Purpose To evaluate aetiology, demographic profile, clinical features and outcomes in cases of peripheral ulcerative keratitis (PUK).
Methods Seventy-six eyes of 65 consecutive patients with PUK were evaluated in this prospective interventional study over an 18 month period, which were followed for 3 years. The main outcome measures were sociodemographic profile, aetiology, clinical features, management strategies and outcome.
Results Sixty per cent (39/65) of cases were men and mean age was 45.5±17.9 years. Two-thirds (43/65) of the patients were from rural areas with majority (48/65) belonging to low socioeconomic status. Unilateral disease was present in 83% of patients (54/65) with nasal involvement in 60.5% (46/76) cases. The most common aetiology was Mooren's ulcer (31.5% cases (24/76 eyes)) followed by infection and systemic collagen vascular disease. Meibomian gland dysfunction (17/76: 22.3%) was the most common extraocular association and complicated cataract (12/76:15.7%) was the most common intraocular abnormality. In mild and moderate cases, no significant visual improvement was observed (p=0.085 and p=0.156) as compared with the pretreatment status. Surgical treatment was successful in maintaining anatomical integrity in 83.3% (30/36) eyes. Recurrence of the disease was seen in one eye in moderate disease and three eyes in severe disease.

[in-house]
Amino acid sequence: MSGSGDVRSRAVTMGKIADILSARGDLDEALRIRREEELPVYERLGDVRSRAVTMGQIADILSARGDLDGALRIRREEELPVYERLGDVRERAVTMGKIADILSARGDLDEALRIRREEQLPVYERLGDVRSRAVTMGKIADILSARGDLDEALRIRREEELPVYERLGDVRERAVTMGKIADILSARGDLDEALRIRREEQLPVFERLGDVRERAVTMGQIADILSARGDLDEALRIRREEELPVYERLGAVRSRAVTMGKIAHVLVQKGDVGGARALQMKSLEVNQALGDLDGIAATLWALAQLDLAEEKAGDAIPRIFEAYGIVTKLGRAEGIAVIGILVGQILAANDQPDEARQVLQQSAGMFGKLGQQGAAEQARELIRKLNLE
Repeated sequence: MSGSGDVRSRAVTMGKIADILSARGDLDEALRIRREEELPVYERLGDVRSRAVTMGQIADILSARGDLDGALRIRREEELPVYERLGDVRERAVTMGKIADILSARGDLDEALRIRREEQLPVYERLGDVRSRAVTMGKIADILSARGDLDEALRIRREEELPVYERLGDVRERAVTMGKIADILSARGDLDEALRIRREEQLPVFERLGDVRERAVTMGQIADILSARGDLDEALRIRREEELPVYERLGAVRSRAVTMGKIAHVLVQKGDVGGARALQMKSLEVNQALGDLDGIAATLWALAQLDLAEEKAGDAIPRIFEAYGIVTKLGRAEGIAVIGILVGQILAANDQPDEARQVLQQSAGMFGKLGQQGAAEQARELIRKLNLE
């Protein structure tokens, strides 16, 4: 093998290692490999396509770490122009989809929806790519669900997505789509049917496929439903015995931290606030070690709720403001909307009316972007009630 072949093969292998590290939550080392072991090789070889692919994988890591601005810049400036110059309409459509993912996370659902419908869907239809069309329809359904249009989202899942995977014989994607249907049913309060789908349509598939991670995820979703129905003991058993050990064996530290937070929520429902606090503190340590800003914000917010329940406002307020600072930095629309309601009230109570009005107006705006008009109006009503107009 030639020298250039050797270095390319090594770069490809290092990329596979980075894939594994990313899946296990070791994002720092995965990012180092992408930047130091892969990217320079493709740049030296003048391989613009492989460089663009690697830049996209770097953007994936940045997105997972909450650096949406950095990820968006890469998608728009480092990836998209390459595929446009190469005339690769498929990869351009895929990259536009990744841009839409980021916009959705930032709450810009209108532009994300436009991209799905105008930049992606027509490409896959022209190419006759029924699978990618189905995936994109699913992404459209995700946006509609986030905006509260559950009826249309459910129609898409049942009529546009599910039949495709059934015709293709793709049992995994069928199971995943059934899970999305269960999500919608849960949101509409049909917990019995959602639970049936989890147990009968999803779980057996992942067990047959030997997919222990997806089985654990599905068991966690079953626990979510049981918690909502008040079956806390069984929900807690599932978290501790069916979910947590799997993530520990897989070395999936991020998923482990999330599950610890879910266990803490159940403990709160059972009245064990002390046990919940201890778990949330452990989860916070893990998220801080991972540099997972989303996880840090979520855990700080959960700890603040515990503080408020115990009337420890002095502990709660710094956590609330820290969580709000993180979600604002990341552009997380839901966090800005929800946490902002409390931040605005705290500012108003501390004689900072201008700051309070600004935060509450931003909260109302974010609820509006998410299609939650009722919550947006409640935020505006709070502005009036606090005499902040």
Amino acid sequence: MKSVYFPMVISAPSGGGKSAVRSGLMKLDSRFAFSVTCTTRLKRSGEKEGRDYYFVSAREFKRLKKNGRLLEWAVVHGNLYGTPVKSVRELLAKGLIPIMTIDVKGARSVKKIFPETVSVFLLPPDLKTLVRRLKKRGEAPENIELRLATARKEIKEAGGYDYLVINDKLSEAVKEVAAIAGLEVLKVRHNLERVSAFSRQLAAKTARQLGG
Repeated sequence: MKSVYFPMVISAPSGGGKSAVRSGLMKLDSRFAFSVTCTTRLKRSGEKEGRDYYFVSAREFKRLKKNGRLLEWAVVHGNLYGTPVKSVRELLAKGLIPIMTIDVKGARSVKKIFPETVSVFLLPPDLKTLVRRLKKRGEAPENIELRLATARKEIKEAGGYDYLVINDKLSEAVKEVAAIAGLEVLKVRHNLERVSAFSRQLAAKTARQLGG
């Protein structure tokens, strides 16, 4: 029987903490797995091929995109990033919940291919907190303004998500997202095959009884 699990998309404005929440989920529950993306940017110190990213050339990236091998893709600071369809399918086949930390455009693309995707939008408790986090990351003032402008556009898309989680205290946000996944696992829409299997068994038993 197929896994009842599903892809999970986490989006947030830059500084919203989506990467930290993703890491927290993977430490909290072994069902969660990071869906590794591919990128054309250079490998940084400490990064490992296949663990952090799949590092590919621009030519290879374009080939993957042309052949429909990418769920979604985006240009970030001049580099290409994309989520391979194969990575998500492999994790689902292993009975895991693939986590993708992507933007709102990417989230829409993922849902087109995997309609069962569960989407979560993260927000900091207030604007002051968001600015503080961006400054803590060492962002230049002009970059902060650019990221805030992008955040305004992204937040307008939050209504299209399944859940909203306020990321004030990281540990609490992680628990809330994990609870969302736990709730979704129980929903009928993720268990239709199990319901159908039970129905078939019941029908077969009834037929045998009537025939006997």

Conclusions Mooren's ulcer followed by collagen vascular diseases and infection are important causes of PUK in developing countries. Surgical intervention in perforated cases had good anatomical success and visual prognosis.
- Treatment Medical
- Treatment Surgery